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Break Your Social Media Addiction, Without Completely Cutting Ties

Social media is a great way to stay in touch with people from around the world, but it can also cause an individual to become too dependent so they’re actually battling an addiction that adversely impacts their lifestyle. If you’ve realized you’re using social media a bit too much, but don’t want to go without it altogether, the tips below could help you strike a healthier balance.

Identify Any Triggers That Cause You to Gravitate Towards Social Media

Some people end up using social media too frequently because they’re bored, and others might sign onto a favorite social networking site while trying to avoid someone or something. Try to figure out if there are particular reasons why you choose to use social media rather than taking part in other activities. Once you’ve determined that, it should be easier to pinpoint underlying problems that might be responsible for your current habits.

In some cases, people might use social media to compensate for the fact they don’t have very many friends in real life. During those kinds of situations, you could set a goal of doing something sociable in public no fewer than a couple of times per week. Eventually, you may end up creating face-to-face friendships that are so fulfilling you end up using social media less frequently than before, even if you don’t get to the point of making a conscious decision to cut back.

 Take Temporary and Frequent Breaks

Once you get into the habit of using social media a lot, you may begin wondering how you ever lived without it. After reaching that level of dependency, try going one day a week without social media, just to prove it’s possible. After you learn to stop signing onto social media every Thursday, for example, you may naturally come to the conclusion that although social media is great, you can still have a truly satisfying life without it.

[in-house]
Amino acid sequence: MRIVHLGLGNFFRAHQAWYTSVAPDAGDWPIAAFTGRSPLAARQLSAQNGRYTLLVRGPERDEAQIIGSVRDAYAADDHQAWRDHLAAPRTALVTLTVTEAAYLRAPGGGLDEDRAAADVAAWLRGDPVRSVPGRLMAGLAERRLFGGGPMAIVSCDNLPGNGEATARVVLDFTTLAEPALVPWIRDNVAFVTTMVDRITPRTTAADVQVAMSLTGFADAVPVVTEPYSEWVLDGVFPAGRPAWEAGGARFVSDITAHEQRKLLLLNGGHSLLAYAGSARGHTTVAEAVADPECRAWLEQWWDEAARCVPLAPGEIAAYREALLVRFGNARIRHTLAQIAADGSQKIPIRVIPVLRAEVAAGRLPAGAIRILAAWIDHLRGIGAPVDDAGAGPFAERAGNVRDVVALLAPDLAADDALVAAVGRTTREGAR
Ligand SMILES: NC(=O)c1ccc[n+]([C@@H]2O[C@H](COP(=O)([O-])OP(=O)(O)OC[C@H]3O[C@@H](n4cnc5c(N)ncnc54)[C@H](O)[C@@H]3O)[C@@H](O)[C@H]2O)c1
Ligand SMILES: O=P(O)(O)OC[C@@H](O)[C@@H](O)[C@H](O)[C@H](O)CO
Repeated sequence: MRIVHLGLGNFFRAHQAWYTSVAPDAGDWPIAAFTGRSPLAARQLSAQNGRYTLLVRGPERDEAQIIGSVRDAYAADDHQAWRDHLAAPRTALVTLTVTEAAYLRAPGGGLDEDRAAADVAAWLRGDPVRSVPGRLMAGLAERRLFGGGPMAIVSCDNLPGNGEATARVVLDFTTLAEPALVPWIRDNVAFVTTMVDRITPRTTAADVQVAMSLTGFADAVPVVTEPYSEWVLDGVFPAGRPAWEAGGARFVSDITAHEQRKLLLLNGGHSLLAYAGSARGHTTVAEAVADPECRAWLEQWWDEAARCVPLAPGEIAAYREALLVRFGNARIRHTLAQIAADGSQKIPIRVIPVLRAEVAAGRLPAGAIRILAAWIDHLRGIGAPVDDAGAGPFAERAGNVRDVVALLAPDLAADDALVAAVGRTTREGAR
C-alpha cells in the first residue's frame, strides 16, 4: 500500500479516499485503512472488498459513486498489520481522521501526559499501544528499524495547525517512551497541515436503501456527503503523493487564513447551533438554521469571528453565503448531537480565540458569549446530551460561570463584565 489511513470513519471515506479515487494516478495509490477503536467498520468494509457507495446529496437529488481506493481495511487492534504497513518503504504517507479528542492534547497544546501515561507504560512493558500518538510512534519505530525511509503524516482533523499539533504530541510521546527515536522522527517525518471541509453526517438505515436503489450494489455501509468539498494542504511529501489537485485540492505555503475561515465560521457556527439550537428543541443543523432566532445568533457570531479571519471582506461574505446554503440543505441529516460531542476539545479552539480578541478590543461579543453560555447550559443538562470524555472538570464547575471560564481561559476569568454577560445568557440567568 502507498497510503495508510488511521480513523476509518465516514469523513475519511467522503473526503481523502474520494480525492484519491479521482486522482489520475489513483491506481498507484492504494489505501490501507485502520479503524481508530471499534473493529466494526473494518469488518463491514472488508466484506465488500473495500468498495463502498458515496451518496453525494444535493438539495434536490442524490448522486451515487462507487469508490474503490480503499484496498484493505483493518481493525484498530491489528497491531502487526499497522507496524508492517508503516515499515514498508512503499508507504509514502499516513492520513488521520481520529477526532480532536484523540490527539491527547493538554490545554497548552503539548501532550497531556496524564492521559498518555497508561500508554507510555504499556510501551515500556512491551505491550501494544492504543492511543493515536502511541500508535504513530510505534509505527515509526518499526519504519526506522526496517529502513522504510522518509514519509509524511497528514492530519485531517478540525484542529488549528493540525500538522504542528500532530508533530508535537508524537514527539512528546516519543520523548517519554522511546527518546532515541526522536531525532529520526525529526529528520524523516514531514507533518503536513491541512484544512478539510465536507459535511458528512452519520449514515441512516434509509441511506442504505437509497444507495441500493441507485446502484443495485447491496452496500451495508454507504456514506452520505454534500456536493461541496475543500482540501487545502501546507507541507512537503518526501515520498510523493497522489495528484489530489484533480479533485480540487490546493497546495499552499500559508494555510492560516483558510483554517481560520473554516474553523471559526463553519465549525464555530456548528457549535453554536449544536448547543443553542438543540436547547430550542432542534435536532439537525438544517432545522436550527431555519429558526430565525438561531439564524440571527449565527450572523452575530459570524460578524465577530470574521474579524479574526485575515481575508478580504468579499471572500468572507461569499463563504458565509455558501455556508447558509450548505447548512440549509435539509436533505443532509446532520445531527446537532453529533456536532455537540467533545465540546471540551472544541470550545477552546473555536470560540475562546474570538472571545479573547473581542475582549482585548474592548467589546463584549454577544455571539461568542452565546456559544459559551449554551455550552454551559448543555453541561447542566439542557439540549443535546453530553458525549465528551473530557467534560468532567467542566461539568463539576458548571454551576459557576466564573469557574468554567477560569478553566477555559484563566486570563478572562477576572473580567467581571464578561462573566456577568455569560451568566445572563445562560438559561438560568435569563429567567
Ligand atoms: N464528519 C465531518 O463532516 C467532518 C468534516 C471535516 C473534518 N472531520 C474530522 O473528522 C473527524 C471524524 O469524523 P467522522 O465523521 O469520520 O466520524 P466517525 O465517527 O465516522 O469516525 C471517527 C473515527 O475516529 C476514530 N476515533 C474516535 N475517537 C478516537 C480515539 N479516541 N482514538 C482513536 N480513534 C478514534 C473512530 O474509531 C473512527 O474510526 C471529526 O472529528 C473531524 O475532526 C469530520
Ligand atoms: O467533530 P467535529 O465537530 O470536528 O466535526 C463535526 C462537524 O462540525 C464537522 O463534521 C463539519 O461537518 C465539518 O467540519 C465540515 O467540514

Tell Friends About Planned Dry Spells

It can be very frustrating if people who normally contact you via social media find they can’t get in touch because you’ve decided to sign off for a few days. That can end up perpetuating a social media addiction because it can seem to offer evidence that a presence on social media is necessary for your daily life.

Before taking even a day or two away from social media, post a quick update to your followers and let them know you won’t be reachable through that method for a certain period of time. It’s helpful to give an alternate contact method or two, especially if you partially use social media for work-related purposes. In that case, don’t plan your break during times where being away could hinder business. If you earn a living coordinating social media efforts for the Victor Pest Control Company, for example, it’s not a good idea to time your break so it coincides with a seasonal push to help customers deal with springtime pests.

If you don’t feel like sharing details about why you’re doing away with social media for a little while, there’s no need to elaborate. Just keep it short and to the point by alerting people you’re taking a break and tell how they should stay connected during the absence.

Become More Aware of Bad Habits

Social media addictions often come to light when others point them out. Perhaps a friend recently mentioned how he’s noticed you rarely contribute positively to social media discussions and try to stir up controversy instead. Or, maybe you’ve fallen into a pattern of swiftly scrolling through a feed of posts every night after a day at work, content to sit in front of your computer until your eyes glaze over and your brain feels like mush.

Whether you highlight one of your own bad habits or someone else calls one to your attention, it’s important to recognize and associate it with your social media habits when applicable. After gently forcing yourself to see how social media can either enhance or compromise your well-being, it may become easier to tell when it’s time to stop visiting your most beloved social media platforms so much.

Social media addiction is a problem that has been scientifically documented. Don’t treat it as a source of shame, but it also shouldn’t be something you ignore with the assumption it won’t get any worse. The suggestions above could make it simpler to notice a problem exists, and then start to tackle it.

Image by The Daring Librarian

Join The Conversation

  • Apr 14 Posted 3 years ago lifeofrileynyc

    Great Article! I don't think we realize sometimes how much social has taken over our lives until it's to late. Interesting points and ideas for cutting some time in for the real world and not just the virtual one.

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